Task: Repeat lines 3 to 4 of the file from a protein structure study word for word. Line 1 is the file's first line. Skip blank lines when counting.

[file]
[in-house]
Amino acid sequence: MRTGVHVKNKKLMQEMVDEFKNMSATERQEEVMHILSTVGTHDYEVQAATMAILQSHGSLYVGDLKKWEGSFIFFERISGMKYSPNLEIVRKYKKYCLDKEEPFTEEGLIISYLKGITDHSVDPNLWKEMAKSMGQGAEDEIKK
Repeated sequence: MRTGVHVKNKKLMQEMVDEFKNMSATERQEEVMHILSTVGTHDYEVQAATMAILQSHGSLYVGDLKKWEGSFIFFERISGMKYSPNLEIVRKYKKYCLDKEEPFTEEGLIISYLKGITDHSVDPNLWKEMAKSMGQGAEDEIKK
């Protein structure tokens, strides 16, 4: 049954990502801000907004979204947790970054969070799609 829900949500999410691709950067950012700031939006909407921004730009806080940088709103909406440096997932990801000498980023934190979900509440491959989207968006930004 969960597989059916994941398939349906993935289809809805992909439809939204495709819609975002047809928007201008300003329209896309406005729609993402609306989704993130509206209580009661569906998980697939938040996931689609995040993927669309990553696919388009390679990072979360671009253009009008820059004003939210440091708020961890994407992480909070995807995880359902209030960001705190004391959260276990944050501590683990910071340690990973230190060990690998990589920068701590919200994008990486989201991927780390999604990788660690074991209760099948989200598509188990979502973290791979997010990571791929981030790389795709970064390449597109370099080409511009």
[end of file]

Repeated sequence: MRTGVHVKNKKLMQEMVDEFKNMSATERQEEVMHILSTVGTHDYEVQAATMAILQSHGSLYVGDLKKWEGSFIFFERISGMKYSPNLEIVRKYKKYCLDKEEPFTEEGLIISYLKGITDHSVDPNLWKEMAKSMGQGAEDEIKK
């Protein structure tokens, strides 16, 4: 049954990502801000907004979204947790970054969070799609 829900949500999410691709950067950012700031939006909407921004730009806080940088709103909406440096997932990801000498980023934190979900509440491959989207968006930004 969960597989059916994941398939349906993935289809809805992909439809939204495709819609975002047809928007201008300003329209896309406005729609993402609306989704993130509206209580009661569906998980697939938040996931689609995040993927669309990553696919388009390679990072979360671009253009009008820059004003939210440091708020961890994407992480909070995807995880359902209030960001705190004391959260276990944050501590683990910071340690990973230190060990690998990589920068701590919200994008990486989201991927780390999604990788660690074991209760099948989200598509188990979502973290791979997010990571791929981030790389795709970064390449597109370099080409511009």